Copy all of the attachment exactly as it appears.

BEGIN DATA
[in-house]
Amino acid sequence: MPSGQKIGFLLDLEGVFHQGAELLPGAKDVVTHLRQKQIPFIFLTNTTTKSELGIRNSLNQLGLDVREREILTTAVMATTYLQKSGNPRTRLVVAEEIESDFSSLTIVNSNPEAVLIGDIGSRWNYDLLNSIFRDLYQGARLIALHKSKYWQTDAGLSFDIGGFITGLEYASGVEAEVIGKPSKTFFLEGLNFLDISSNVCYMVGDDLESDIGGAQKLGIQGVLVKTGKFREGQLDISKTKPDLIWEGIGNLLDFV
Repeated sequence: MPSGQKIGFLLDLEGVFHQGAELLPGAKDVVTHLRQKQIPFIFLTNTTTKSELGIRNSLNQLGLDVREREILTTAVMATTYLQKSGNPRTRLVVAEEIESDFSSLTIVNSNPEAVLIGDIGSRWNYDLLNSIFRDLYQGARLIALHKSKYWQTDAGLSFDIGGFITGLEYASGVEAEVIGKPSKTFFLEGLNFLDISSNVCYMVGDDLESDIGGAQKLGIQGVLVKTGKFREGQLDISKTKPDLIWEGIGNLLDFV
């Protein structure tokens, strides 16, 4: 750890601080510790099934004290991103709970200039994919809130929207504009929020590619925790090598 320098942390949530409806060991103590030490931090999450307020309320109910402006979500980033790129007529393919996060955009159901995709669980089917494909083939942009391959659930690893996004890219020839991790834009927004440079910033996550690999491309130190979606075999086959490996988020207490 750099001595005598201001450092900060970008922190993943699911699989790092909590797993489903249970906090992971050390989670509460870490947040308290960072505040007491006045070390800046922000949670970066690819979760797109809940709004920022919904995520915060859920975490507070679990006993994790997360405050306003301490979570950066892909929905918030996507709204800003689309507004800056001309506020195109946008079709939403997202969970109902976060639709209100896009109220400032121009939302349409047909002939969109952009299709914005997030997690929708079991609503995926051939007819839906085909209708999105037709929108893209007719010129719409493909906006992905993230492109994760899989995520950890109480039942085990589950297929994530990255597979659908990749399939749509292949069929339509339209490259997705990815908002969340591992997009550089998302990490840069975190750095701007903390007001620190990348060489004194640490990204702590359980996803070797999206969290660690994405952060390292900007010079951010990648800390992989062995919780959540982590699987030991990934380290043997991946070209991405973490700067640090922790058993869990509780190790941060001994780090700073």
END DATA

[in-house]
Amino acid sequence: MPSGQKIGFLLDLEGVFHQGAELLPGAKDVVTHLRQKQIPFIFLTNTTTKSELGIRNSLNQLGLDVREREILTTAVMATTYLQKSGNPRTRLVVAEEIESDFSSLTIVNSNPEAVLIGDIGSRWNYDLLNSIFRDLYQGARLIALHKSKYWQTDAGLSFDIGGFITGLEYASGVEAEVIGKPSKTFFLEGLNFLDISSNVCYMVGDDLESDIGGAQKLGIQGVLVKTGKFREGQLDISKTKPDLIWEGIGNLLDFV
Repeated sequence: MPSGQKIGFLLDLEGVFHQGAELLPGAKDVVTHLRQKQIPFIFLTNTTTKSELGIRNSLNQLGLDVREREILTTAVMATTYLQKSGNPRTRLVVAEEIESDFSSLTIVNSNPEAVLIGDIGSRWNYDLLNSIFRDLYQGARLIALHKSKYWQTDAGLSFDIGGFITGLEYASGVEAEVIGKPSKTFFLEGLNFLDISSNVCYMVGDDLESDIGGAQKLGIQGVLVKTGKFREGQLDISKTKPDLIWEGIGNLLDFV
């Protein structure tokens, strides 16, 4: 750890601080510790099934004290991103709970200039994919809130929207504009929020590619925790090598 320098942390949530409806060991103590030490931090999450307020309320109910402006979500980033790129007529393919996060955009159901995709669980089917494909083939942009391959659930690893996004890219020839991790834009927004440079910033996550690999491309130190979606075999086959490996988020207490 750099001595005598201001450092900060970008922190993943699911699989790092909590797993489903249970906090992971050390989670509460870490947040308290960072505040007491006045070390800046922000949670970066690819979760797109809940709004920022919904995520915060859920975490507070679990006993994790997360405050306003301490979570950066892909929905918030996507709204800003689309507004800056001309506020195109946008079709939403997202969970109902976060639709209100896009109220400032121009939302349409047909002939969109952009299709914005997030997690929708079991609503995926051939007819839906085909209708999105037709929108893209007719010129719409493909906006992905993230492109994760899989995520950890109480039942085990589950297929994530990255597979659908990749399939749509292949069929339509339209490259997705990815908002969340591992997009550089998302990490840069975190750095701007903390007001620190990348060489004194640490990204702590359980996803070797999206969290660690994405952060390292900007010079951010990648800390992989062995919780959540982590699987030991990934380290043997991946070209991405973490700067640090922790058993869990509780190790941060001994780090700073």